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WorksheetFunction.Xirr Method (Excel)

Returns the internal rate of return for a schedule of cash flows that is not necessarily periodic. To calculate the internal rate of return for a series of periodic cash flows, use the IRR function.

expression .Xirr(Arg1, Arg2, Arg3)

expression A variable that represents a WorksheetFunction object.

Parameters

Name

Required/Optional

Data Type

Description

Arg1

Required

Variant

Values - a series of cash flows that corresponds to a schedule of payments in dates. The first payment is optional and corresponds to a cost or payment that occurs at the beginning of the investment. If the first value is a cost or payment, it must be a negative value. All succeeding payments are discounted based on a 365-day year. The series of values must contain at least one positive and one negative value.

Arg2

Required

Variant

Dates - a schedule of payment dates that corresponds to the cash flow payments. The first payment date indicates the beginning of the schedule of payments. All other dates must be later than this date, but they may occur in any order. Dates should be entered by using the DATE function, or as results of other formulas or functions. For example, use DATE(2008,5,23) for the 23rd day of May, 2008. Problems can occur if dates are entered as text.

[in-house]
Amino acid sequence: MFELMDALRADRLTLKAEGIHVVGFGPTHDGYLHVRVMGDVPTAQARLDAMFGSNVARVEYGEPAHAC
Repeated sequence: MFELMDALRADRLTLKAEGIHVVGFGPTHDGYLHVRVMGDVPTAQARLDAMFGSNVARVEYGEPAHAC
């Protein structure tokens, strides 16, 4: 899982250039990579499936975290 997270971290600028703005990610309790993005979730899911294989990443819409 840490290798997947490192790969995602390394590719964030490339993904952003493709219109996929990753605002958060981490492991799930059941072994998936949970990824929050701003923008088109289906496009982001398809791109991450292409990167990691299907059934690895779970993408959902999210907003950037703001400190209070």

Arg3

Optional

Variant

Guess - a number that you guess is close to the result of XIRR.

Return Value

Double

  • Microsoft Excel stores dates as sequential serial numbers so they can be used in calculations. By default, January 1, 1900 is serial number 1, and January 1, 2008 is serial number 39448 because it is 39,448 days after January 1, 1900. Microsoft Excel for the Macintosh uses a different date system as its default.

    Note Note

    Visual Basic for Applications (VBA) calculates serial dates differently than Excel. In VBA, serial number 1 is December 31, 1899, rather than January 1, 1900.

  • Numbers in dates are truncated to integers.

  • XIRR expects at least one positive cash flow and one negative cash flow; otherwise, XIRR returns the #NUM! error value.

  • If any number in dates is not a valid date, XIRR returns the #VALUE! error value.

  • If any number in dates precedes the starting date, XIRR returns the #NUM! error value.

  • If values and dates contain a different number of values, XIRR returns the #NUM! error value.

  • In most cases you do not need to provide guess for the XIRR calculation. If omitted, guess is assumed to be 0.1 (10 percent).

  • XIRR is closely related to XNPV, the net present value function. The rate of return calculated by XIRR is the interest rate corresponding to XNPV = 0.

  • Excel uses an iterative technique for calculating XIRR. Using a changing rate (starting with guess), XIRR cycles through the calculation until the result is accurate within 0.000001 percent. If XIRR can't find a result that works after 100 tries, the #NUM! error value is returned. The rate is changed until: awfxirr_ZA06051264where: di = the ith, or last, payment date. d1 = the 0th payment date. Pi = the ith, or last, payment.

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